ryan braun wide getty

Sport has not lost its innocence. It never had it to begin with.


Rick Telander of the Chicago Sun-Times is around 60 years-old but it was just last Saturday that he lost his innocence. At least that’s what I’m taking from his column today.  Because if you take it at face value it says that after nearly 40 years of writing and reporting, the the Ryan Braun drug thing is what has finally made him realize that sports are awful and corrupt:

The 2011 MVP of Major League Baseball testing positive for synthetic testosterone might be the crisp cherry atop the mushroom cloud of fraud and cynicism and toxic greed that once was good ol’ sport … Nobody is saying that sports were ever pure. At least you won’t get that from this corner. Heck, I’m not sure David’s method for beating Goliath was sanctioned by the rules. But sport of the last 20 or so years doesn’t appear to have even a vestige of the morality or glorious lesson-learning that old sport seemed to have.

And yes, there is blame to be spread around. Telander blames “TV, the Internet, the multiheaded beast known as ESPN, even Twitter” for this horrible mess.  For the lack of heroes that he believes once existed among athletes. For the loss of morality he thinks existed. To which I’d say, on what basis does Telander believe that good ol’ sport ever had those things to begin with?

From racism to violence to cheating to drink to drugs to greed to misogyny to any other vice you can name, it has always existed in sports. Always. Because it has always existed in society and sports is no greater than society in any material respect. Athletes are human beings and human beings are flawed and those flaws lead all of the ills Telander cites in his column.  They always have. The only difference: it gets reported more today than it did in the 1930s or whenever.

Is Telander simply unaware of this? Or is his real beef that, because the way the world works, he is now incapable of being unaware?

Orioles have reached out to Yovani Gallardo

Yovani Gallardo
AP Photo/Tony Gutierrez

From Jon Heyman of CBS Sports comes word that the Orioles “like” free agent starter Yovani Gallardo and “have reached out to him” to gauge his interest in coming to Baltimore and what that might cost.

Gallardo rejected a one-year, $15.8 million qualifying offer from the Rangers earlier this month and so his free agency is tied to draft pick compensation, but that shouldn’t hurt his bottom line all that much.

The 29-year-old right-hander posted a solid 3.42 ERA in 184 1/3 innings (33 starts) this past season for Texas and he pitched well in his one ALDS start.

Heyman reported a few weeks ago that the Diamondbacks are interested, and the Cubs, Blue Jays, and Dodgers were tied to him just ahead of the July 31 trade deadline.

Cubs, Cardinals, Giants, Dodgers, and Red Sox all showing serious interest in David Price

AP Photo/Tim Donnelly

David Price has expressed a desire to return to Toronto, where he finished out the 2015 season, but FOX Sports’ Ken Rosenthal writes Wednesday that the Blue Jays “are not expected to be a major factor in his free agency.”

The teams that should be considered serious suitors, per Rosenthal, are the Cubs, Cardinals, Giants, Dodgers, and Red Sox — all deep-pocketed teams looking to contend in 2016. Money is apparently the issue for the Blue Jays, who are currently owned by Rogers Communications.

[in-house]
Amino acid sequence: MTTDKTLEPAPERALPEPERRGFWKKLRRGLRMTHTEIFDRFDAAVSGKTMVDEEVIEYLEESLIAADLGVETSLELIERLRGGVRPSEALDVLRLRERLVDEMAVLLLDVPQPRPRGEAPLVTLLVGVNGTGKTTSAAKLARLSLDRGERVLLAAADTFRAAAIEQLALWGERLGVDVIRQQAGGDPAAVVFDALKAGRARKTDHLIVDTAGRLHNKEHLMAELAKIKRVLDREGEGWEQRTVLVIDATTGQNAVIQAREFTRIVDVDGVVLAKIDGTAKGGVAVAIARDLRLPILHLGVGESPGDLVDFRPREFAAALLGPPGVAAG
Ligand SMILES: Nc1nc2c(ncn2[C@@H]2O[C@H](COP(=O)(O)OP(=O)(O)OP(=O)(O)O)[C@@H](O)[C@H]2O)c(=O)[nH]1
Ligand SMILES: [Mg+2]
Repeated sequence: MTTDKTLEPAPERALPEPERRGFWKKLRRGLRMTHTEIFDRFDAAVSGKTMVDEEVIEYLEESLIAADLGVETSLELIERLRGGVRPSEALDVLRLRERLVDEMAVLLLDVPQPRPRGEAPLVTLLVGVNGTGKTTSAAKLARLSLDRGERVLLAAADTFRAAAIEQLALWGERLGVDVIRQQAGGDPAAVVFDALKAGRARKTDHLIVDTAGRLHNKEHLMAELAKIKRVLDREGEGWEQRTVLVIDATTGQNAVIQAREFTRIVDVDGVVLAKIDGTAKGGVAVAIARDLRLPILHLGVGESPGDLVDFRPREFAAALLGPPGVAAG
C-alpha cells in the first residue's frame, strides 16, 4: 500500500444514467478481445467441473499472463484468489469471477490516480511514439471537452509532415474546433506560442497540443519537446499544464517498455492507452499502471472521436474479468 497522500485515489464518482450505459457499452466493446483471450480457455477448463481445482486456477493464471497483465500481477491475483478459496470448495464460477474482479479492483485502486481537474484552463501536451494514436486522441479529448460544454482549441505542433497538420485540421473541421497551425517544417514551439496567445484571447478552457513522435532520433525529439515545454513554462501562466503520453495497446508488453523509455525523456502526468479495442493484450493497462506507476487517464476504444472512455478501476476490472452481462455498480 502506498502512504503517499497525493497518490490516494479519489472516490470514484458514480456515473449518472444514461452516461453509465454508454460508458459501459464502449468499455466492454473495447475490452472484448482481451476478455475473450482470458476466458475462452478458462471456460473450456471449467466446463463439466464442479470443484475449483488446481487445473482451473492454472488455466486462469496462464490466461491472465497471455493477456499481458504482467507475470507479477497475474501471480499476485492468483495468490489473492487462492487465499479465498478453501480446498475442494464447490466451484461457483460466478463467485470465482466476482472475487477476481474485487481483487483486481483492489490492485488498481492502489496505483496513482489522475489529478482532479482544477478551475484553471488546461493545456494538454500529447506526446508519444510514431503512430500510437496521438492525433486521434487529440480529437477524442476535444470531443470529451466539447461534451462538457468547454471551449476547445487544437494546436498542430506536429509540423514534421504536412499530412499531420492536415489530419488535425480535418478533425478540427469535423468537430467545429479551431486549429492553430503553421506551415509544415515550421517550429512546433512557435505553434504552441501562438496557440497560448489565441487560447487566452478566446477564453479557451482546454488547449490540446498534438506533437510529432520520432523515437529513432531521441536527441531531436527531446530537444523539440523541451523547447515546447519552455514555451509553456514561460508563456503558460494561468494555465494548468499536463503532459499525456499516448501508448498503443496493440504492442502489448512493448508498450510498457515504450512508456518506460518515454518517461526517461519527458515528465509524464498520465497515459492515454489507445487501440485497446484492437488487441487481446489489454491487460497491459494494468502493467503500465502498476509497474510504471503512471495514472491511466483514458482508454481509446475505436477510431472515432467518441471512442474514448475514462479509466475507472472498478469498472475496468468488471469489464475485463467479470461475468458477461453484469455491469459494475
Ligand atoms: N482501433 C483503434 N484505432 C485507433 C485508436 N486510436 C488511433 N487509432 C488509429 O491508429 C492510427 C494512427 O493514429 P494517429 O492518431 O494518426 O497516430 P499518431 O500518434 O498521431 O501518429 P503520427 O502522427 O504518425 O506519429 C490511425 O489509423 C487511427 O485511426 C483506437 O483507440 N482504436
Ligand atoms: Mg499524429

Price registered an outstanding 2.45 ERA, 1.076 WHIP, and 225/47 K/BB ratio in 220 1/3 innings (32 starts) this past season between the Tigers and Jays, finishing second in the American League Cy Young Award race behind Dallas Keuchel of the Astros.

The 30-year-old left-hander is probably looking for a six- or seven-year contract worth more than $25 million per season. He is represented by agent Bo McKinnis.

Marlins have begun extension talks with Dee Gordon

Dee Gordon
AP Photo/Alex Brandon

Barry Jackson of the Miami Herald wrote three weeks ago that the Marlins were probably going to explore an extension this winter with second baseman Dee Gordon. And it sounds like those talks are underway.

Via beat writer Joe Frisaro of MLB.com:

As a guest on MLB Network’s “Hot Stove” show Wednesday morning, Gordon confirmed his camp has been in talks with the Marlins regarding a multiyear deal. A source told MLB.com that the discussions are preliminary and have just recently started.

“My agent is doing the talking,” Gordon said on the show. “They’re just keeping me in the loop. I think it’s going pretty well right now. We’ll see how that goes. I’m just playing the waiting game. We’re going to do the right thing.”

The 27-year-old carries three more seasons of salary arbitration, so there’s no real rush to get something done before next spring. Gordon carries quite a bit of leverage after posting a career-best .333/.359/.418 slash line in 145 games this past season for the Fish. He led all major leaguers in hits (205) and stolen bases (58).

Braves sign Bud Norris to one-year contract

Bud Norris

Bud Norris has found a home for his attempt at a bounceback season, signing a one-year deal with the Braves. Jon Heyman of CBSSports.com says it’s worth $2.5 million, which is a huge cut from his $8.8 million salary this year.

Norris had established himself as a solid mid-rotation starter from 2009-2014, but had a brutal 2015 season split between the Orioles and Padres with a 6.72 ERA in 83 innings and a late-season move to the bullpen.

In announcing the signing the Braves referred to Norris as a starting pitcher, so joining the rotation for a rebuilding team gives him a chance to get his career back on track with an eye on hitting the open market as a free agent again next offseason. And if he fares well, the Braves could use him to add a prospect or two at the trade deadline.